Fall 2016 course listings

Science and Society  (AGRI 1005)  - Dr. Mike Stout

Principles of biology applied in a sociological context; relationships among scientific inquiry, ethics, social values, and public policies for the beginning science and non-science student.


Insects in the Environment (ENTM 2001) - Dr. Gregg Henderson

Lecture: MW 9:30 to 10:20

Lab: W (2:30 to 4:20) or T (1:00 to 3:20), 110 Life Sciences

Course Description:  Insects in the Environment (ENTM2001) is an undergraduate course intended for students that have not previously had a course in entomology. We will follow a current textbook on the subject (2013) with an emphasis on insect biology and diversity. The laboratory aspect of the course will involve identifying insects, collecting and pinning insects and submitting a box of pinned specimens at the end of the semester.  It is expected that you will become very proficient with an insect net. Above all, it is the hope that a knowledge of insects, what they do and why they do it, and how to identify will increase your excitement for the invertebrate world all-around you (even under your feet!).


Immature Insects (ENTM 7005) -  Dr. Chris Carlton

The course will focus on family level identification with major emphasis on Holometabola larvae. In addition to learning to use larval keys, topics such as mouthpart dissections and caterpillar chaetotaxy will be covered. A collection will be required and students planning to enroll in the course are encouraged to begin collecting specimens during the upcoming field season.


Advanced Insect Pest Management (ENTM 7006) - Dr. Fangeng  Huang

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This course provides students with cutting edge information and knowledge related to the development and implementation of modern insect pest management tactics and strategies. The course will begin with an overview of pest management history and the ecological basis of insect pest management. Subsequent lectures will emphasize advances in major insect pest management tactics including cultural control, biological control, host plant resistance, and chemical control. Several key components of insect pest management, such as insect sampling, economic injury level (EIL), economic threshold (ET), and an introduction of system analysis and its applications in insect pest management will then be presented to underscore the quantitative aspects of insect pest management programs. Several lectures at the end of the course will focus on two novel technologies (biotechnology and GPS/GIS) and their applications in insect pest management. No comparable course exists at present at LSU.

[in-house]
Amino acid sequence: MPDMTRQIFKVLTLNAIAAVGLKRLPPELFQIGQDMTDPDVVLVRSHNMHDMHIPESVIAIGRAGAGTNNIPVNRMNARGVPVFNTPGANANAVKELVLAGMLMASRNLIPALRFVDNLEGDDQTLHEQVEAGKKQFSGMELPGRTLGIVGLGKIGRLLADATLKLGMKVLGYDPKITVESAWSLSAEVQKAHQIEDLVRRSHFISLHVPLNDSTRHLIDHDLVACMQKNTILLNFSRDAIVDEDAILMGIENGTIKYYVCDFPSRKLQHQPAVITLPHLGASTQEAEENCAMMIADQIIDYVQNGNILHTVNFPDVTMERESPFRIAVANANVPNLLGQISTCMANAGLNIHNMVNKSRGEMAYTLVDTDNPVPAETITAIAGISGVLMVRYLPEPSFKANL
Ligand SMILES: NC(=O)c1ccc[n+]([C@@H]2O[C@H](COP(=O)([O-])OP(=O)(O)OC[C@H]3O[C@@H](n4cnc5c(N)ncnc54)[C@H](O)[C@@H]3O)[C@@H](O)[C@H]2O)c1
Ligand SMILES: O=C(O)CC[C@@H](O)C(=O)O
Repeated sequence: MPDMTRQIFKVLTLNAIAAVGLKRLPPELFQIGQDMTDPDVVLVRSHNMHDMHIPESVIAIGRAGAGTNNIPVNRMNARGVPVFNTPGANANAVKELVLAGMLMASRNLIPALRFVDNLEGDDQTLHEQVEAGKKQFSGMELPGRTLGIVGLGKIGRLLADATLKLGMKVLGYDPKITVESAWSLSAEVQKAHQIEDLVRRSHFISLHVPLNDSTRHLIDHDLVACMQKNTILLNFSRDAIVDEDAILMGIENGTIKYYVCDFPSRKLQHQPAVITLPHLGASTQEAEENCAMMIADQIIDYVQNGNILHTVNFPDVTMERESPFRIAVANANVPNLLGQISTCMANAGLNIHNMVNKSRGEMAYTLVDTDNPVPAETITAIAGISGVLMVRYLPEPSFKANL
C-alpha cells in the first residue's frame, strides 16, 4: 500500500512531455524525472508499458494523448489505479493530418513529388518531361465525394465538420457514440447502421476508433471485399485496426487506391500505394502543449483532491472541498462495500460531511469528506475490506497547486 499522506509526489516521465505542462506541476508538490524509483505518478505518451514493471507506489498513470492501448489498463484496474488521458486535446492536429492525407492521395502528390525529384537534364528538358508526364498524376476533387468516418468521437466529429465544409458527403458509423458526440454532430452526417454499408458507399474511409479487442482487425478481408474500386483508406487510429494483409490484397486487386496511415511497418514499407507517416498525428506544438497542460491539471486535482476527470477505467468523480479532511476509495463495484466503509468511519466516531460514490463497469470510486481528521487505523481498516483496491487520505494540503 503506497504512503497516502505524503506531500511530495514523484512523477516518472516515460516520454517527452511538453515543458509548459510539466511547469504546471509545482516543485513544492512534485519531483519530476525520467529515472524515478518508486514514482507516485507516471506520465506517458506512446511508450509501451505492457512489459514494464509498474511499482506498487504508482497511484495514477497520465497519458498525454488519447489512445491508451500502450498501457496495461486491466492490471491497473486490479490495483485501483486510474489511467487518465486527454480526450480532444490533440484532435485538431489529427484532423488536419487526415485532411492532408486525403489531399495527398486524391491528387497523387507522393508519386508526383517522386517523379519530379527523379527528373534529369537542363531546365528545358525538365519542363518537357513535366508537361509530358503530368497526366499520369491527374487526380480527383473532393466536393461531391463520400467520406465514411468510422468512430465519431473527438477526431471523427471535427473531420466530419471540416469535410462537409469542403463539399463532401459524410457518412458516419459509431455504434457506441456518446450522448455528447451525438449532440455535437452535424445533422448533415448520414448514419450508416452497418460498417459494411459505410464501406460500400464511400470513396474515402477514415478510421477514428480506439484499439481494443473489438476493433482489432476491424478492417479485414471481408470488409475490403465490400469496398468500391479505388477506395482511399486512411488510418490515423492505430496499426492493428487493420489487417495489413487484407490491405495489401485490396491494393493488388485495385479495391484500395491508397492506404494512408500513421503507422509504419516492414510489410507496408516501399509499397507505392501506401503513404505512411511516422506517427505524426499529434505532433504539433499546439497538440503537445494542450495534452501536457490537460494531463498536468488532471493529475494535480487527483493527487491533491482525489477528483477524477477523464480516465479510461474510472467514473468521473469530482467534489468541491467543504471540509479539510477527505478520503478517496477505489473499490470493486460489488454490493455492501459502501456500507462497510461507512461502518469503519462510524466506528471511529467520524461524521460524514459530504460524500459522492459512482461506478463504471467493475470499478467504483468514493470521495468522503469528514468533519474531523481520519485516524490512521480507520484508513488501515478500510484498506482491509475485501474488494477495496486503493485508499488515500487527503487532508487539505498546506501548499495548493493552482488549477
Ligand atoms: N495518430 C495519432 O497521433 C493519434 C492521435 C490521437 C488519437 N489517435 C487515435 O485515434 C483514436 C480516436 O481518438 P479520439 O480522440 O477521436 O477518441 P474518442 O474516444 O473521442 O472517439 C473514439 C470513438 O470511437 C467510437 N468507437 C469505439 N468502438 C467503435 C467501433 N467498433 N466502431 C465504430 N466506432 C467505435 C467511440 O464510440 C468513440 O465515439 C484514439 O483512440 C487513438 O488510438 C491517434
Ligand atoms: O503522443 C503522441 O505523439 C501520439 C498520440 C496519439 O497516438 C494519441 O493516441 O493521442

Seminar  (ENTM 7007) -Dr. Rodrigo Diaz

Student seminars are divided between introductory seminars (required for Ph.D. candidates) and final research seminars (required for all graduate students). Students present seminars, serve as moderator/introducers for colleagues, and assist with arranging preseminar snacks and social events. An organizational meeting is held around the first week of the semester to describe protocols and course requirements.


Agroecology - Special topics (ENTM 7008, section 1) - Dr. Jeff Davis

Lecture, MW 9:30 to 10:20 am, room 110 Life Sciences

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Special Topics in Entomology: Agroecology is designed to expose students to the idea of sustainable agriculture.  Students will learn “the application of ecological concepts and principles to the design and management of sustainable agro-ecosystems” by focusing on how different components of agro-ecosystems interact and by studying practices which optimize and stabilize yields to create ecological and socio-economic resilient farming.  Students will learn how these technologies can be used in conventional, organic, and indigenous farming with a special focus on entomology.  By the end of the semester, students will have developed an understanding of what agroecology has to offer and the barriers to its practice and widespread adoption.


Writing in the Biological Sciences - Special Topics (ENTM 7008, section 2) - Dr. Kristen Healy

Mondays 10:30 to 11:50 pm, A561 Life Sciences

We will be meeting once a week throughout the semester to discuss writing in the biological sciences.  This will be a discussion based course, with hands on practice and evaluation during class time. You will also be given a reasonable assignment weekly (1 to 3 pages writing, a single paper to read, or a simple task such as identifying a grant or funding source that is relevant to your area of research).  I will not be asking you to write anything particularly lengthy (such as a full grant proposal or manuscript), since this is beyond the scope of this course.  The list of topics includes: (1) Knowing your target audience, basic grammar, (2) Paragraph structure, (3) Citations, (4) Data and figures, (5) Thesis proposals, (6) Learning to edit manuscripts, (7) Peer-reviewed publications, (8) Writing for popular press, (9) Writing literature reviews and book chapters, (10) Grant writing, (11) Thesis and dissertation writing, (12) Writing a CV and cover letter, (13) Posters and Scientific Presentations


Introduction to Insect Physiology (ENTM 7016):  - Dr. Daniel Swale

Tuesdays and Thursdays

This is a graduate level course that will provide exposure to the physiological adaptations that facilitate insects to meet their basic needs. Examines each organ system with emphasis on metabolism, neurophysiology, and behavioral processes. The laboratory section will introduce students to some common methods used in physiological research, modern day electrophysiological techniques, and to the critical reading of advanced scientific literature.




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